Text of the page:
[ RadSafe ] Abandoned

Jeff Terry terryj at iit.edu
Wed Mar 16 09:51:42 CDT 2011

I strongly agree with Dewey. 

I have found over the past few days that my university prefers that I speak publicly about the incident. The public wants more information. Some of the interview that I have done have been silly. NPR asked me to describe a non-normal natural disaster that could damage the reactors in Illinois after I said that the GE designs (4 in Illinois) now have been shown to survive a magnitude 9 earthquake which is greater that what we have observed in the New Madrid fault historically. What is a non-normal natural disaster? Something other than earthquake, fire, flood, tornado, hurricane. 

Describe exactly what happened.
The tsunamis played a major role in the event. Took out diesels at Dewey stated. 

Backup generators were flown in but they had some issues (everyone reports that the plugs did not fit). It could not have been due to the plugs not fitting as someone would have cut the wires and wired together plugs, etc. The likely issue is that some of Japan runs at 50 Hz and some of Japan at 60 Hz. I can't believe that it would be just the plug. This would not happen in the US.

Chernobyl, explain delayed vs prompt critical. Explain the Carbon moderators in the core. Explain the difference in amount of carbon vs the amount of Zr cladding (approximately 1 mm OD tube). This is what oxidizes (burns) in the reactor or spent fuel pool for that matter. It does contain the fission products. The UO2 does not burn.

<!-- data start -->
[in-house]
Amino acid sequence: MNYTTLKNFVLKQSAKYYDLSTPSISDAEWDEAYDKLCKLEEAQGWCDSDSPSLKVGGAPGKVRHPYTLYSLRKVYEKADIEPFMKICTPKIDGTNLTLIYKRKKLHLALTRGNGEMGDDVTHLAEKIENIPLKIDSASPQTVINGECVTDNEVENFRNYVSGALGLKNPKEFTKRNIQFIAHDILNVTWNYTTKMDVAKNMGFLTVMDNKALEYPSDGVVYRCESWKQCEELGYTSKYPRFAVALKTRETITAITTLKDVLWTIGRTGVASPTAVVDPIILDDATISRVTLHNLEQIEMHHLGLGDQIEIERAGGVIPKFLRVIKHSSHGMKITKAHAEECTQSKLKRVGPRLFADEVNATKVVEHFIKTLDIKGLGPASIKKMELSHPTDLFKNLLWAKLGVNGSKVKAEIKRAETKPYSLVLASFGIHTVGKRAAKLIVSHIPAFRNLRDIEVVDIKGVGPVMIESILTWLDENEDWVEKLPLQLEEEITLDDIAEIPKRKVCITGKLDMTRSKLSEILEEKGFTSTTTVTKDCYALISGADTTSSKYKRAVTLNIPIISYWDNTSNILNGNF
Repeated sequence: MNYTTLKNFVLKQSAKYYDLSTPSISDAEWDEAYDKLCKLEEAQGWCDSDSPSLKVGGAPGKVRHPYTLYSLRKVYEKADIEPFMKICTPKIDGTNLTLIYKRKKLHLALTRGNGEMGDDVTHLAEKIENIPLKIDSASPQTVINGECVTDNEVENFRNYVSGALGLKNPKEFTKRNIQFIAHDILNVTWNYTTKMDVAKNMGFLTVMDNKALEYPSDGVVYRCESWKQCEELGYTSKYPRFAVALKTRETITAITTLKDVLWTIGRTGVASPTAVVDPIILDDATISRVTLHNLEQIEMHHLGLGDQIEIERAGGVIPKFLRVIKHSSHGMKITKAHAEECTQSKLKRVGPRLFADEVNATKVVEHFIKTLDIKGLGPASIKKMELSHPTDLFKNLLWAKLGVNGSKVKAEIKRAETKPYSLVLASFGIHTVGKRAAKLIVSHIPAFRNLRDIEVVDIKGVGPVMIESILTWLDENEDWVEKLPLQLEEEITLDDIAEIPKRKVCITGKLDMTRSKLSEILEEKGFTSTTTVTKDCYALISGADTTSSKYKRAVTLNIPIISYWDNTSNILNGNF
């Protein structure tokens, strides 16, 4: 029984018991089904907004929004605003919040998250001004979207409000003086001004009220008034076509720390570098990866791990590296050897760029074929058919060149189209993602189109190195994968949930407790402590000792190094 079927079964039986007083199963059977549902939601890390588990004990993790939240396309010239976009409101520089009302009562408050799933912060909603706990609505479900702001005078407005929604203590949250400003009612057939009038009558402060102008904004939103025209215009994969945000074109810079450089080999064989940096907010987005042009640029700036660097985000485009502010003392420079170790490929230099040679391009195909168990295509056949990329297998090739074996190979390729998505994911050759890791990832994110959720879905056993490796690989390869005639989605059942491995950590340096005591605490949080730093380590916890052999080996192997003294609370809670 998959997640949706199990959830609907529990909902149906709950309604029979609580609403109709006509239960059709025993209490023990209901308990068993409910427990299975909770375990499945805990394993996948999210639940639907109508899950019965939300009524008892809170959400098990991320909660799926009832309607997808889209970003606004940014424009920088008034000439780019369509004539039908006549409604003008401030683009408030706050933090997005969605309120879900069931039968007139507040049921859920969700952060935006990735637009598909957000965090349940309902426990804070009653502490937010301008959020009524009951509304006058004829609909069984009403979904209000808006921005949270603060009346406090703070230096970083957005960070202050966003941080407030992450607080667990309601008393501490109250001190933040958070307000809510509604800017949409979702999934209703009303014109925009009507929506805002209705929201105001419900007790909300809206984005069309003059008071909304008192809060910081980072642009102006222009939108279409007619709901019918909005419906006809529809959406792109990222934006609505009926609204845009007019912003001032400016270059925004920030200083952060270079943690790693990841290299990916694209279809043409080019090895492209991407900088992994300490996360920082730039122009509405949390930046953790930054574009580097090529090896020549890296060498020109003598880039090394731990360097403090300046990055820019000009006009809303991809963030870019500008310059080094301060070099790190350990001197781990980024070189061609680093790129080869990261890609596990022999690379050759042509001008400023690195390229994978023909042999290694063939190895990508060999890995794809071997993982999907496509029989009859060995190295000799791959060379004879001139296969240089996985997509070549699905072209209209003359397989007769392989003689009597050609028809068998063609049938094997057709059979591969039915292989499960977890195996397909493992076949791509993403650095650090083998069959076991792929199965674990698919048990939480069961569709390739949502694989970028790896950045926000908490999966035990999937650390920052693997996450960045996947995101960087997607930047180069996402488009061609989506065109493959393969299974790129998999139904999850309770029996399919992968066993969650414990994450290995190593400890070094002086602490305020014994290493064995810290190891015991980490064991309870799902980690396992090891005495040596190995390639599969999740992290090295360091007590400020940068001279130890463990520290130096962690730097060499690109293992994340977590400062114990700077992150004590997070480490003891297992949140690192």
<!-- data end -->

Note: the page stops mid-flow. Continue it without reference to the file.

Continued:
If you are clear, the majority of people will understand what you are describing. 

Give your contact information. 

I have been answering hundreds of emails from the public after these appearances. Many of the questions are similar and you can cut and paste. Respond to questions from everyone. It makes everyone feel that you care about them. When they respond to your question with a thank you, respond with a you're welcome. Offer to answer any questions that they have in the future. 

I have yet to receive an email from a rapid antinuclear person. They have been from the general public who want to understand what is happening. 

This is just on top of Dewey's excellent advice that I have left in below. 

If you are going to comment publicly, make sure that you have the most up-to-date information and that you understand what has been released. There have been multiple reactors that have been described as having problems. 

Explain how much energy that we generate from nuclear, here in Illinois it is 50 percent. Explain that it would be nearly impossible to replace it immediately and we really would not want to as it provides extremely stable (no standard brownout times in Illinois) supplies in times of high demand. 

I have been using it to explain the spent fuel problem as well. Describing reprocessing, long term storage and explaining why I think that storage in populated areas is not as good of an option as putting it in imperfect repositories such as WIPP or Yucca Mtn and that they should contact their representatives that they want safe nuclear power with the waste taken care of by the DOE as required by law.